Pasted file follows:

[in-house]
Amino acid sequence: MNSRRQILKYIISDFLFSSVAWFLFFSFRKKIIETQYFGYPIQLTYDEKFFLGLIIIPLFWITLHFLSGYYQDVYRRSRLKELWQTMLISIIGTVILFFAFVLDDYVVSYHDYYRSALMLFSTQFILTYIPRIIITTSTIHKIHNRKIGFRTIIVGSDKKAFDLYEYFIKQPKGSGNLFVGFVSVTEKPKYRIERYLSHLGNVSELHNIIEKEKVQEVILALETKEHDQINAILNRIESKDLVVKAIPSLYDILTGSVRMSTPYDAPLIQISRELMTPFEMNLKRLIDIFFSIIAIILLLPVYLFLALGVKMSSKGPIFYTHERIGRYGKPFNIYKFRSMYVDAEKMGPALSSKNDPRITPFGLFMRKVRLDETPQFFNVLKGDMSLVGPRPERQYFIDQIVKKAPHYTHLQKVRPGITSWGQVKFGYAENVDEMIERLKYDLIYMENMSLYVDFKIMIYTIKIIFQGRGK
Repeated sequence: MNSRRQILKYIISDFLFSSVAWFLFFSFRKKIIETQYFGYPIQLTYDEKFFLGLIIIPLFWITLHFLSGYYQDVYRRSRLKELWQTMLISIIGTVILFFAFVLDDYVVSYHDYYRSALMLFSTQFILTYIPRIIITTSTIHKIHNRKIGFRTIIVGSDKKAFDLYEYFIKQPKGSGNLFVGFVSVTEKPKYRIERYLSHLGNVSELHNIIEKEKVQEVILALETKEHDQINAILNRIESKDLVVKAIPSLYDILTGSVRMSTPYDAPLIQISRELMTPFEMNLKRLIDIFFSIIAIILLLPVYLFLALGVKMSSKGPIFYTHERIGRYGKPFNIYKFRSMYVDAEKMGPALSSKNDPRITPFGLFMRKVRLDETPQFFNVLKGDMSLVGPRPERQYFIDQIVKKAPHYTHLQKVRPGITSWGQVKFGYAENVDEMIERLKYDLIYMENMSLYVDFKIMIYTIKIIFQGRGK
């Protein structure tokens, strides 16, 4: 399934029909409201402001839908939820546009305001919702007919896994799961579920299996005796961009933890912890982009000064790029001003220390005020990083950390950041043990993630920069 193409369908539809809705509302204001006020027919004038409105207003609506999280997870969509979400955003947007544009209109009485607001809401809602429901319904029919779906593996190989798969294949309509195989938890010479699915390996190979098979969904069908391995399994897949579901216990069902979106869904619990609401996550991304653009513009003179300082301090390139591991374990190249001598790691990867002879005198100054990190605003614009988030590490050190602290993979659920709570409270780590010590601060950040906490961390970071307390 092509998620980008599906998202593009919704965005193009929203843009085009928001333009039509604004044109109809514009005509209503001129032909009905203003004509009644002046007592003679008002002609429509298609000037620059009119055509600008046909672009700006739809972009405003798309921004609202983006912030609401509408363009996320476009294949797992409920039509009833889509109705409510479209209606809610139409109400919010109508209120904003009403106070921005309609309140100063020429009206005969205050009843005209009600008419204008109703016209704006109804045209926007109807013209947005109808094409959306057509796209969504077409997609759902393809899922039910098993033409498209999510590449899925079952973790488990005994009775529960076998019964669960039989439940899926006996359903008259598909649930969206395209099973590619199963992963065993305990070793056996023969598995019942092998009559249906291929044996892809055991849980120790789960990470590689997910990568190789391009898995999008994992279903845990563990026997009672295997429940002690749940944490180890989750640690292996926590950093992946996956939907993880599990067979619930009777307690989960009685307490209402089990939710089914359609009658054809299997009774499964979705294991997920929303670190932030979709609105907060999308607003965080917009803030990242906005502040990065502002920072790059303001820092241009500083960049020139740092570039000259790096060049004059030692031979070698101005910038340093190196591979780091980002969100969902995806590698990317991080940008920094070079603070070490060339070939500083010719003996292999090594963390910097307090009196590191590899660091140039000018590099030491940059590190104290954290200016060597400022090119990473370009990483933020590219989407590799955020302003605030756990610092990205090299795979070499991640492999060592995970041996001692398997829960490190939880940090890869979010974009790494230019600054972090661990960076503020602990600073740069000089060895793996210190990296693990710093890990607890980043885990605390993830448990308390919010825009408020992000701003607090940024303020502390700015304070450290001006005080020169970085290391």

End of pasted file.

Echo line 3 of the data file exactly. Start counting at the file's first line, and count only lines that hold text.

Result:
Repeated sequence: MNSRRQILKYIISDFLFSSVAWFLFFSFRKKIIETQYFGYPIQLTYDEKFFLGLIIIPLFWITLHFLSGYYQDVYRRSRLKELWQTMLISIIGTVILFFAFVLDDYVVSYHDYYRSALMLFSTQFILTYIPRIIITTSTIHKIHNRKIGFRTIIVGSDKKAFDLYEYFIKQPKGSGNLFVGFVSVTEKPKYRIERYLSHLGNVSELHNIIEKEKVQEVILALETKEHDQINAILNRIESKDLVVKAIPSLYDILTGSVRMSTPYDAPLIQISRELMTPFEMNLKRLIDIFFSIIAIILLLPVYLFLALGVKMSSKGPIFYTHERIGRYGKPFNIYKFRSMYVDAEKMGPALSSKNDPRITPFGLFMRKVRLDETPQFFNVLKGDMSLVGPRPERQYFIDQIVKKAPHYTHLQKVRPGITSWGQVKFGYAENVDEMIERLKYDLIYMENMSLYVDFKIMIYTIKIIFQGRGK